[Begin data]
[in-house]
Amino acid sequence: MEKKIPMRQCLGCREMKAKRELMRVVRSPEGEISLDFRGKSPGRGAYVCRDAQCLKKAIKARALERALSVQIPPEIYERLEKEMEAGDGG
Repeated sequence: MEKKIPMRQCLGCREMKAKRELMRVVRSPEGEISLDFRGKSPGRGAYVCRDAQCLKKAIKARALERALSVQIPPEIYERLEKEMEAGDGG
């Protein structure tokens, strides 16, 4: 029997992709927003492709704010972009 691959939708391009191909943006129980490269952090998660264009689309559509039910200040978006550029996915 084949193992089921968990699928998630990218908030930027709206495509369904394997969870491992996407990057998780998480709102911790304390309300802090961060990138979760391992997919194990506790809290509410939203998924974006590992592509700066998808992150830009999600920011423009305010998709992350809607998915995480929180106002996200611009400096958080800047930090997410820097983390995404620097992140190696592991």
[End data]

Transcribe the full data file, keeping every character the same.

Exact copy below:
[in-house]
Amino acid sequence: MEKKIPMRQCLGCREMKAKRELMRVVRSPEGEISLDFRGKSPGRGAYVCRDAQCLKKAIKARALERALSVQIPPEIYERLEKEMEAGDGG
Repeated sequence: MEKKIPMRQCLGCREMKAKRELMRVVRSPEGEISLDFRGKSPGRGAYVCRDAQCLKKAIKARALERALSVQIPPEIYERLEKEMEAGDGG
């Protein structure tokens, strides 16, 4: 029997992709927003492709704010972009 691959939708391009191909943006129980490269952090998660264009689309559509039910200040978006550029996915 084949193992089921968990699928998630990218908030930027709206495509369904394997969870491992996407990057998780998480709102911790304390309300802090961060990138979760391992997919194990506790809290509410939203998924974006590992592509700066998808992150830009999600920011423009305010998709992350809607998915995480929180106002996200611009400096958080800047930090997410820097983390995404620097992140190696592991």